How to Handle Know-It-All Employees
- October 10, 2014
- Handle Know-It-All-Employees, Hiring Advisor, How To Handle Problem Employees, How To Manage A Know-It-All, Accounting And Finance Jobs, Executive Recruitment DC, Recruiter Washington DC, Recruiters Washington DC
We’re all familiar with a certain type of employee: the one who always has to have to last word, who’s never wrong about anything (even when he is), and who speaks up during meetings just to hear the majestic tones of his own voice. This employee may be a nice person most of the time, and he may be a hard worker and an asset to the team. But when he thinks he has the perfect answer to a question or problem, watch out. He doesn’t like to be contradicted and during an argument, he would rather “win” than learn something or find an effective solution to a shared problem.
This employee can be a challenge, especially for younger and less experienced managers. But if he’s your direct report, you’ll have to figure out how to rein in his negative tendencies while cultivating his positive side. Here are a few moves that can help.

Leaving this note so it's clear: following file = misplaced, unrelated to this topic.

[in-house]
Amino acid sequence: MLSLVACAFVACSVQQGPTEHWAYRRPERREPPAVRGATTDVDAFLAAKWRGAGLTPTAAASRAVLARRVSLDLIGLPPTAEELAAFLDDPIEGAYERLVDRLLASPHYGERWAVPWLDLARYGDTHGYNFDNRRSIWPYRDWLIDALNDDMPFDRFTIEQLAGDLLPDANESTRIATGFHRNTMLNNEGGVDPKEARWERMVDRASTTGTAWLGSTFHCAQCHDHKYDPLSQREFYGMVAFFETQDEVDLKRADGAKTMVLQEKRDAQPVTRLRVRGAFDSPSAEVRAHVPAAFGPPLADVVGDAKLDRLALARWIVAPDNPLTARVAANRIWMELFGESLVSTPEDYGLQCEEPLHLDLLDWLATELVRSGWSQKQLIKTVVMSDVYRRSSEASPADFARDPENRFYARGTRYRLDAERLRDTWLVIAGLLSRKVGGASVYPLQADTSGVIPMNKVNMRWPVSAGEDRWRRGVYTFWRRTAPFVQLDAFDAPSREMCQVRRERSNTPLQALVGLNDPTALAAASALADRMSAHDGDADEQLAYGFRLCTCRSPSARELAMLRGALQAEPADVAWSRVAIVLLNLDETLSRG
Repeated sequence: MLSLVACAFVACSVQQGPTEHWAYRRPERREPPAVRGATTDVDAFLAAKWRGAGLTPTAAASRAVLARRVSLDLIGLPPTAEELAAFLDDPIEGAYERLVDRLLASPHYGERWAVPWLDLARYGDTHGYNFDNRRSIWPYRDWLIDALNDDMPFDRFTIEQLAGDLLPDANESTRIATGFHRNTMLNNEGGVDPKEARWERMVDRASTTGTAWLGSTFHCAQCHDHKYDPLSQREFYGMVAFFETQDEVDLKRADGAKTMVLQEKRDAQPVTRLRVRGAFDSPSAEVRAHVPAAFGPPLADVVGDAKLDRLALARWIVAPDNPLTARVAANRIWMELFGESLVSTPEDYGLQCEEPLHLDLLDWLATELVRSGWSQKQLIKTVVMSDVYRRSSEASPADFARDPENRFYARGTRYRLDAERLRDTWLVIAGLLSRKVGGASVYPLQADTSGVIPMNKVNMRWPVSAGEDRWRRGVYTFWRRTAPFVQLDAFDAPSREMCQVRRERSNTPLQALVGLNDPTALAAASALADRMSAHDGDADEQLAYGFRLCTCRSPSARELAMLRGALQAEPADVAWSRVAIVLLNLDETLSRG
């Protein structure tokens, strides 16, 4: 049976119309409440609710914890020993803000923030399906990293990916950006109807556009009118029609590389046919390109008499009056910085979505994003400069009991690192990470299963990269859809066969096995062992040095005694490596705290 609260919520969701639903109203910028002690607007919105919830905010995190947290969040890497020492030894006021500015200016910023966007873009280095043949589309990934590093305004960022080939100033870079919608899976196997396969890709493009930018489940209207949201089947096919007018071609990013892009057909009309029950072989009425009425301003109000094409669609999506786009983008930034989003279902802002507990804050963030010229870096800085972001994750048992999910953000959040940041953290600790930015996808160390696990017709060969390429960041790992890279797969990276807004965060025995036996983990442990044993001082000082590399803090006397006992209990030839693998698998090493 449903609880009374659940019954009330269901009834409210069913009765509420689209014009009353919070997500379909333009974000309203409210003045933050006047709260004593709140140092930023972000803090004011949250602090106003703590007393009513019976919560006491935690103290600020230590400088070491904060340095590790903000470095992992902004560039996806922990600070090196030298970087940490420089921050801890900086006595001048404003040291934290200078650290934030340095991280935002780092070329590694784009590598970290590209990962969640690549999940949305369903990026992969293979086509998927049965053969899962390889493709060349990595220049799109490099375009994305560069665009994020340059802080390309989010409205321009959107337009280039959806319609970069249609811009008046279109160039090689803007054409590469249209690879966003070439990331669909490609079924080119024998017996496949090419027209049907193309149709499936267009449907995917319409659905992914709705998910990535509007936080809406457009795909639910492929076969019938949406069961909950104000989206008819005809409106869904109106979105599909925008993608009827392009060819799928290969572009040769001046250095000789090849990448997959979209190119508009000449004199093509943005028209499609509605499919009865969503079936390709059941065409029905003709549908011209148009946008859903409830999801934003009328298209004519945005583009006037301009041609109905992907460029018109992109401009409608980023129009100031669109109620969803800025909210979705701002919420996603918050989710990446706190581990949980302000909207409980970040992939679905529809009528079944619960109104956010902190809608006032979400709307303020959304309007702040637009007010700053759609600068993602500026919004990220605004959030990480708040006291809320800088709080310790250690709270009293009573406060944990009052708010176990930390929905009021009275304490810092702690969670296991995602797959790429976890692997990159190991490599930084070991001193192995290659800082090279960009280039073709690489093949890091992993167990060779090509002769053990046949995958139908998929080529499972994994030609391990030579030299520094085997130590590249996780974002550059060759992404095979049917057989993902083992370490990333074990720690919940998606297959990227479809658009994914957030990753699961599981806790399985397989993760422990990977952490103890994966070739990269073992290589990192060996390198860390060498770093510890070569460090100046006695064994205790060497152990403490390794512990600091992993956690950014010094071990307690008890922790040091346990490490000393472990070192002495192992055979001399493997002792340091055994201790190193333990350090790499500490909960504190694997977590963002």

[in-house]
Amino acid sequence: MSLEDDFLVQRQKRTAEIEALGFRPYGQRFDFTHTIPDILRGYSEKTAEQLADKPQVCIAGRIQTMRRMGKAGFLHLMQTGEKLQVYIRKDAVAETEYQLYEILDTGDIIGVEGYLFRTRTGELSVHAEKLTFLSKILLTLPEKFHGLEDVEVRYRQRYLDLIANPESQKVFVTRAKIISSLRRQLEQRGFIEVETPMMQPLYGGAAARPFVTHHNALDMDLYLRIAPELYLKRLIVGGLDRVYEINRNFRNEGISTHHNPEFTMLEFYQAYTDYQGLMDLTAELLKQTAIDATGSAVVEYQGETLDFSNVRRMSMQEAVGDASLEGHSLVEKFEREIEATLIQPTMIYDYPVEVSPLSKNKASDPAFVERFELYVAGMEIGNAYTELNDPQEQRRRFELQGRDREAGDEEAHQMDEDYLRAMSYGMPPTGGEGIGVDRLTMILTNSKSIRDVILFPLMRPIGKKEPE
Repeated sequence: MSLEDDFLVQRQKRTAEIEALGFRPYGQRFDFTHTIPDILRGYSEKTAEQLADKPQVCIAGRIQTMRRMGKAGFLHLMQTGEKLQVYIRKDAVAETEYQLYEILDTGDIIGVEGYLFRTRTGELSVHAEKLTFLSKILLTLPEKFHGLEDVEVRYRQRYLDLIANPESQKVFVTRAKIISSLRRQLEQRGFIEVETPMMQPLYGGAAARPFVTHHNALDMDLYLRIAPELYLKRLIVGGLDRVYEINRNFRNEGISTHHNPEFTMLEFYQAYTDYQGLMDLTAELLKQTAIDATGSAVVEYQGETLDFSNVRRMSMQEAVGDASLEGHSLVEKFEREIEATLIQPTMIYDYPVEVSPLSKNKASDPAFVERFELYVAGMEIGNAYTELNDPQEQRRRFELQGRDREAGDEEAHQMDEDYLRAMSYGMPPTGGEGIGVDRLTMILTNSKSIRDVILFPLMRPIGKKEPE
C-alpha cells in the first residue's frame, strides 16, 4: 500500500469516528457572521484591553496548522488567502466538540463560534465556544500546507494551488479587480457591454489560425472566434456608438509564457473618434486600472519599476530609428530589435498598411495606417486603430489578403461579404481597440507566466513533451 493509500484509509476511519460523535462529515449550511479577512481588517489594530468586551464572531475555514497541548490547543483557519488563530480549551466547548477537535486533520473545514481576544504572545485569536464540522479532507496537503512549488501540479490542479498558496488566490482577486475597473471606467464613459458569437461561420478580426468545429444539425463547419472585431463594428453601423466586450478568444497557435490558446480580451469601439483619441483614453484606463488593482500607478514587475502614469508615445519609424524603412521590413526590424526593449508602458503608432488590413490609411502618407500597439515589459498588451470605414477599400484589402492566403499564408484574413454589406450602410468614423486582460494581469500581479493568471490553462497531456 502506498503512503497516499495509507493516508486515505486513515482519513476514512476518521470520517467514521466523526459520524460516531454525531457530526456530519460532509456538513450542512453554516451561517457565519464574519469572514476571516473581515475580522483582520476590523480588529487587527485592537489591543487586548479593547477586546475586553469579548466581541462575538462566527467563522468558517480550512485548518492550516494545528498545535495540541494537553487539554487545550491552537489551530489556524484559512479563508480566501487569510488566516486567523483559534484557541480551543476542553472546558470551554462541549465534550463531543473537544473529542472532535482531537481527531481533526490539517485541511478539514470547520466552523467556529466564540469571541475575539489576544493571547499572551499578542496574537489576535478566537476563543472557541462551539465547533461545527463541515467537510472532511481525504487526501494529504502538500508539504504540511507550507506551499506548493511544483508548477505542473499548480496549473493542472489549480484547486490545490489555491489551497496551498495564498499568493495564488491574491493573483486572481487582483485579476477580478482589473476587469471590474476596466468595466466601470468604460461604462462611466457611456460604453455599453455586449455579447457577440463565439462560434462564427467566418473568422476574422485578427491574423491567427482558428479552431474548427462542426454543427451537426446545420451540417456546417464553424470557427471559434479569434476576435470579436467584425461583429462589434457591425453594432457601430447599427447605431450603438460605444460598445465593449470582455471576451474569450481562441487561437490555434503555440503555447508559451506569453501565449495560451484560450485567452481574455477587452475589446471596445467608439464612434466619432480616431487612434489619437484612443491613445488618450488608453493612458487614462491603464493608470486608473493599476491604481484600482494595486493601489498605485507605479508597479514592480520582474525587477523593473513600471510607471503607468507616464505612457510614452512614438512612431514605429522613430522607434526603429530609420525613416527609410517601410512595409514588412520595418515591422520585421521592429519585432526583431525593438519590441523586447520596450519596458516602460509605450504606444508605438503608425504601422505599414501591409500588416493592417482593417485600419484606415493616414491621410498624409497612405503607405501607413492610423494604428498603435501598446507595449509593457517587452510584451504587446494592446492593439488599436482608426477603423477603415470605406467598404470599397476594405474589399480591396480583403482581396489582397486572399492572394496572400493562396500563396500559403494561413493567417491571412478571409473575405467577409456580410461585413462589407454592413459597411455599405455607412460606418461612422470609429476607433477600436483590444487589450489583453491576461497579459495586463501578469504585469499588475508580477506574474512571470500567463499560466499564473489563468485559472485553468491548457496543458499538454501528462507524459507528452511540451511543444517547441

1. First, hire smart.
Once your know-it-all is officially on the team, your problems have already taken root. But if you screen your candidates carefully for this distasteful trait, you can prevent countless interpersonal conflicts long before they begin. Look for candidates who are open-minded, calm, outward-focused, and willing to learn and listen. Avoid those who are overly impressed with their own knowledge base and those who tend to launch into conversations unprepared and at top volume.
2. Criticize in private.
If your employee is undermining his own career and sabotaging his own relationships with his know-it-all behavior, pull him aside. Arrange a private meeting and bring up the subject in a tactful but direct way. Try statements like: “I noticed that you didn’t back down from that argument, even after your statement had clearly been proven incorrect. Next time, try a more productive approach.” Or: “Your listening and conversational skills could use some attention. Let’s work together and make a concrete step-by-step improvement plan.”
3. Let him know that his actions have consequences.
Explain to your employee (again, in a direct and tactful way) that his know-it-all tendencies are standing in the way of group success and holding back his efforts to fit in. Most people who fit the know-it-all description are simply trying to gain the respect of others. Show your employee a different, more effective path to the same goal.
For more on how to handle specific problem employees and negative behavior patterns, contact the staffing and management experts at Cordia.